Offering special promotions to veterans is another popular way of recognizing your veteran customers. If your brand regularly offers discounts or other benefits for veterans, the next tip gives you an authentic and on-brand way to publicize your program.
2. Tell a story
This approach is appropriate for brands that invest in veterans’ programs year-round, either by supporting veterans’ charities, giving preference to veterans when hiring or other means of contributing. Be specific in explaining what you do—better yet, use your email to highlight some of the people who have benefited from your efforts.
That’s what this Veterans Day email from Mizzen + Main is all about. The men’s clothing brand tells a straightforward story of one of the veterans its support has helped. Video brings this veteran’s story to life, and the brief backstory provides key details. Although the message promotes the brand’s support, the focus is on the story, with a muted approach to promotions.
Death Wish Coffee, based in Saratoga Springs, N.Y., uses its email platform to support a local veterans’ service agency with a unique fundraiser: selling a custom-designed mug commemorating the Battle of Saratoga in the Revolutionary War.
Besides giving customers a mini history lesson, the email hits the right authenticity notes for fundraising: It lists the goal, explains how much of the purchase price actually supports the effort, which group benefits and which population it serves.
3. Be diverse
About 2 million of the 18 million U.S. veterans are women, but most of the images we found in searching email databases like MailCharts or Really Good Emails focuses on men. Look for images that reflect gender and racial diversity.
Under Armour’s email promotes both its shoes and its UA Freedom program that funds several veterans’ organizations. The man and woman pictured in the email might not be actual veterans or active-duty personnel, but their images and the email copy reflect this often-overlooked diversity.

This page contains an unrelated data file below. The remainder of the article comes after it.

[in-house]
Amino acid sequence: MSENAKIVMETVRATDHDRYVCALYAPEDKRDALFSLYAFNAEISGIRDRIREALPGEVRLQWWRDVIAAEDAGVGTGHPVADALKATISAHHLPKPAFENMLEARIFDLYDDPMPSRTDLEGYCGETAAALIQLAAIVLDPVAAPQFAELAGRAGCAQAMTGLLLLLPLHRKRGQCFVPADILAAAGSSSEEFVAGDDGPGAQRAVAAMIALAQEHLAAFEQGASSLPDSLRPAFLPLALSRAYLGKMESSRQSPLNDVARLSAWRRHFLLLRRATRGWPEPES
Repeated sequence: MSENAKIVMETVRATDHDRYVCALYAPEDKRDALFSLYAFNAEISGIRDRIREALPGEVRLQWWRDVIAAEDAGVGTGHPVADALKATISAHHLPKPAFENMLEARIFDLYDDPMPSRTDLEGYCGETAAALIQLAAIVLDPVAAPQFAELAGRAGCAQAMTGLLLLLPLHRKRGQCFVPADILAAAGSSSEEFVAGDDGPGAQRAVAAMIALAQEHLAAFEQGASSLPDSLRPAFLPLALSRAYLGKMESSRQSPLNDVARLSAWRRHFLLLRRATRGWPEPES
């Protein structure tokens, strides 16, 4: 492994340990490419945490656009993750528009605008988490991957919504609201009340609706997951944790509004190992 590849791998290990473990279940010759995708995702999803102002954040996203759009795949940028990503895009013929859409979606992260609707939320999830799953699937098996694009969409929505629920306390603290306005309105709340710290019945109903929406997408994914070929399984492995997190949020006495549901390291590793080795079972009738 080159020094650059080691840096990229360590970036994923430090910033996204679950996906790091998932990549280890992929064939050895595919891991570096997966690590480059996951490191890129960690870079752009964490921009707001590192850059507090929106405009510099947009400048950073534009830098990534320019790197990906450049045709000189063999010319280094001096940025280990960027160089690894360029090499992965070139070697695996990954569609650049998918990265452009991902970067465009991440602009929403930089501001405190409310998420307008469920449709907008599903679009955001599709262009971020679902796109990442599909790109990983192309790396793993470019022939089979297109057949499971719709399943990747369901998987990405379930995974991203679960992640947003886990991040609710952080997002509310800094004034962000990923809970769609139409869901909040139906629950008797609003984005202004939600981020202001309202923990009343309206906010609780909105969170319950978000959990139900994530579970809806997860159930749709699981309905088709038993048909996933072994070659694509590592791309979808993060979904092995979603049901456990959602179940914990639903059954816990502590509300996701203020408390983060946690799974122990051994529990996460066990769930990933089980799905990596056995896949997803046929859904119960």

Wrapping Up: Keep It Real on Veterans Day
Each of the emails in this collection takes a slightly different approach to recognize Veterans Day. Most include a promotion, although The Honey Baked Ham Company offers a straight freebie—free sandwich and drink. Death Wish Coffee, Under Armour and Mizzen + Main soft-pedal promotions and devote their prime email real estate to their Veterans Day charitable efforts instead. Timberland adds a no-frills “Thank you for your service” message to a promotional email.
What do they all have in common? Each email stays true to its brand while still offering a meaningful Veterans Day message. Sincerity is important in Veterans Day messaging. If you don’t believe your brand has a relevant message, it’s better to skip the holiday than to send out a message your customers could perceive as offensive or missing the mark.
Not sure whether you’re on the right path? Ask a vet! If no one on your payroll is a veteran, look for a parent, sibling, cousin, spouse or friend who served in a branch of the military. Vets are an excellent sounding board to make sure your message strikes the right tone.
Want to learn from the veterans at Iterable? Watch the replay of our webinar with Shift.org with three of our amazing team members: Jamie Toulze, Army veteran and Security, Trust and Privacy Manager; Kris Vallecer, Army veteran and Accounting Manager; and Nate Meir, Army veteran and IT Client Platform Engineer. In this panel, they share their expertise and experiences transitioning into their post-military careers.